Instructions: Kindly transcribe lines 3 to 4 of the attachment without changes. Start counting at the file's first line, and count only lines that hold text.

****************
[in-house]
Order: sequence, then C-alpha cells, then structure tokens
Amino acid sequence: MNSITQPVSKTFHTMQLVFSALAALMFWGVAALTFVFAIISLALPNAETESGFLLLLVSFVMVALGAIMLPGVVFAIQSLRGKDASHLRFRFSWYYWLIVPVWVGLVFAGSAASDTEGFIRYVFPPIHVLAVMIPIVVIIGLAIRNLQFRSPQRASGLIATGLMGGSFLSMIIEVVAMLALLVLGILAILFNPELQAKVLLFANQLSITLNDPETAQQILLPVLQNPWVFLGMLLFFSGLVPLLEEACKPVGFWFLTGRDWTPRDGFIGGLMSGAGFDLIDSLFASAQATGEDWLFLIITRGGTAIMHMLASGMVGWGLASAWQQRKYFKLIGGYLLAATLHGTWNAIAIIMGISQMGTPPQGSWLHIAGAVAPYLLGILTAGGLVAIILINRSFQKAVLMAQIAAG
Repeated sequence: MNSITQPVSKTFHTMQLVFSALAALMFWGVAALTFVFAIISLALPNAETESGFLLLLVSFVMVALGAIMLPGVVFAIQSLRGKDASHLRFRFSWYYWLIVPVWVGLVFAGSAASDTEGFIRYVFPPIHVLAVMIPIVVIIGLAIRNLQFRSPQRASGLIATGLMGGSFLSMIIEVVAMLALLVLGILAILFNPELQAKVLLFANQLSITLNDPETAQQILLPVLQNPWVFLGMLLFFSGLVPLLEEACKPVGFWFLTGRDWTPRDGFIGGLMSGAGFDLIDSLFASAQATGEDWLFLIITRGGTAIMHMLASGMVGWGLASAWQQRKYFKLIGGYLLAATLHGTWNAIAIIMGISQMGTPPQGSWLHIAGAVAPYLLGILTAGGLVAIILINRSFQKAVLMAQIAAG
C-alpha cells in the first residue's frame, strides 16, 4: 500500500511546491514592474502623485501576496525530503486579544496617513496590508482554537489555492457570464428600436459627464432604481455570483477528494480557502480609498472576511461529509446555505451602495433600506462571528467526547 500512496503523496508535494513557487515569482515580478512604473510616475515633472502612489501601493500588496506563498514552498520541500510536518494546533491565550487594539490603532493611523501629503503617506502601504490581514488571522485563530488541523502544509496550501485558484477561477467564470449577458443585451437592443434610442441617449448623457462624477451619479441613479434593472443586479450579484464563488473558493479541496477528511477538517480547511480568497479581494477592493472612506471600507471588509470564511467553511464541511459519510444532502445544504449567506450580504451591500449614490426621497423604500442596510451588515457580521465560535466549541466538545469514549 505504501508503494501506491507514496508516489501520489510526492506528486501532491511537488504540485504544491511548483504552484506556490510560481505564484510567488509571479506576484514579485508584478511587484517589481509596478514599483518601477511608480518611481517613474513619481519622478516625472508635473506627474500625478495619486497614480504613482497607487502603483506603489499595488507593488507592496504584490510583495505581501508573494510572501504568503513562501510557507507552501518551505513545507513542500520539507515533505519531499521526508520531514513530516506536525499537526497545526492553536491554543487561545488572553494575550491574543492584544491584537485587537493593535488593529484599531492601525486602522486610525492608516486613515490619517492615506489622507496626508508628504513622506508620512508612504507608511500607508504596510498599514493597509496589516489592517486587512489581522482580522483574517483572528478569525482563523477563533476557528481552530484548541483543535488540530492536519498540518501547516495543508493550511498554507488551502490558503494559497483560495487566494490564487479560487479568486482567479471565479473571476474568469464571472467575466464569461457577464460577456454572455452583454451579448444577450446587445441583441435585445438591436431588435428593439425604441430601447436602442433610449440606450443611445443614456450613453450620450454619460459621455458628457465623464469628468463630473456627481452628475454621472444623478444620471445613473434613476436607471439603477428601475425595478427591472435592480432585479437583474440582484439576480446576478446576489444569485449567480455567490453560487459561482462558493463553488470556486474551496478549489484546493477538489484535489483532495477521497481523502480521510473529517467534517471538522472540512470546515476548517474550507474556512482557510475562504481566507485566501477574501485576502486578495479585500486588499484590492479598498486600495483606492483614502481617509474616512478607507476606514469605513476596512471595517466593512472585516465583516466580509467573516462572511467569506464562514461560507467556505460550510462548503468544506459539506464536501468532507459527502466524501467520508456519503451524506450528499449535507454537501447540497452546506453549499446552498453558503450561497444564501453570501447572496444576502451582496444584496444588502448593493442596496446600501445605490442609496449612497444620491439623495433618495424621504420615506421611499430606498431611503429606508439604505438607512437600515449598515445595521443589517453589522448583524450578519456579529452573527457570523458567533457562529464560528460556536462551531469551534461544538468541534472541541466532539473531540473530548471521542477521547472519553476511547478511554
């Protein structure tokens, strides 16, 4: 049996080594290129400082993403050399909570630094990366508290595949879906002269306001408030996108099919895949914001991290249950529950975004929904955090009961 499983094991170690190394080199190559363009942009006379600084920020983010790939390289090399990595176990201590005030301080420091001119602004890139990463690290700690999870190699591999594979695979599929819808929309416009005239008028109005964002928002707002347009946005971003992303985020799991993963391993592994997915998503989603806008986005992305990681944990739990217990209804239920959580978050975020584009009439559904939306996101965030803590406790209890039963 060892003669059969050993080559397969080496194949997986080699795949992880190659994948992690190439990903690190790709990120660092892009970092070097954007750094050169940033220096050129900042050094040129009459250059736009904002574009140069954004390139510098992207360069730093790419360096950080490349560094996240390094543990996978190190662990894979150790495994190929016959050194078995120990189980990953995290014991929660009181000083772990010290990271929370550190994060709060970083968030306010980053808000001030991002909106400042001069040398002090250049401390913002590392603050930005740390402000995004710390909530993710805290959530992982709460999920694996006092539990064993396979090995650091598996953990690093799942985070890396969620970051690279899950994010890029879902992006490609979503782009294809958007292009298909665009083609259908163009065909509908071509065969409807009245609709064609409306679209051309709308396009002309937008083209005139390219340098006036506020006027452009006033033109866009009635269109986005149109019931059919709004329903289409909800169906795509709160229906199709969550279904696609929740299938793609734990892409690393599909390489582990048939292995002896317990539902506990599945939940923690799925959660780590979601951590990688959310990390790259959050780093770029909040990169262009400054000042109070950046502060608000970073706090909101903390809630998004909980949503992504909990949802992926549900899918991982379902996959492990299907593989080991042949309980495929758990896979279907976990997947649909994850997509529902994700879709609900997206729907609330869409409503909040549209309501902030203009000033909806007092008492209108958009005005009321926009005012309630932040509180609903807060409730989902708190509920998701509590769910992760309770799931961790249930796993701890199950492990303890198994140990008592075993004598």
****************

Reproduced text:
Amino acid sequence: MNSITQPVSKTFHTMQLVFSALAALMFWGVAALTFVFAIISLALPNAETESGFLLLLVSFVMVALGAIMLPGVVFAIQSLRGKDASHLRFRFSWYYWLIVPVWVGLVFAGSAASDTEGFIRYVFPPIHVLAVMIPIVVIIGLAIRNLQFRSPQRASGLIATGLMGGSFLSMIIEVVAMLALLVLGILAILFNPELQAKVLLFANQLSITLNDPETAQQILLPVLQNPWVFLGMLLFFSGLVPLLEEACKPVGFWFLTGRDWTPRDGFIGGLMSGAGFDLIDSLFASAQATGEDWLFLIITRGGTAIMHMLASGMVGWGLASAWQQRKYFKLIGGYLLAATLHGTWNAIAIIMGISQMGTPPQGSWLHIAGAVAPYLLGILTAGGLVAIILINRSFQKAVLMAQIAAG
Repeated sequence: MNSITQPVSKTFHTMQLVFSALAALMFWGVAALTFVFAIISLALPNAETESGFLLLLVSFVMVALGAIMLPGVVFAIQSLRGKDASHLRFRFSWYYWLIVPVWVGLVFAGSAASDTEGFIRYVFPPIHVLAVMIPIVVIIGLAIRNLQFRSPQRASGLIATGLMGGSFLSMIIEVVAMLALLVLGILAILFNPELQAKVLLFANQLSITLNDPETAQQILLPVLQNPWVFLGMLLFFSGLVPLLEEACKPVGFWFLTGRDWTPRDGFIGGLMSGAGFDLIDSLFASAQATGEDWLFLIITRGGTAIMHMLASGMVGWGLASAWQQRKYFKLIGGYLLAATLHGTWNAIAIIMGISQMGTPPQGSWLHIAGAVAPYLLGILTAGGLVAIILINRSFQKAVLMAQIAAG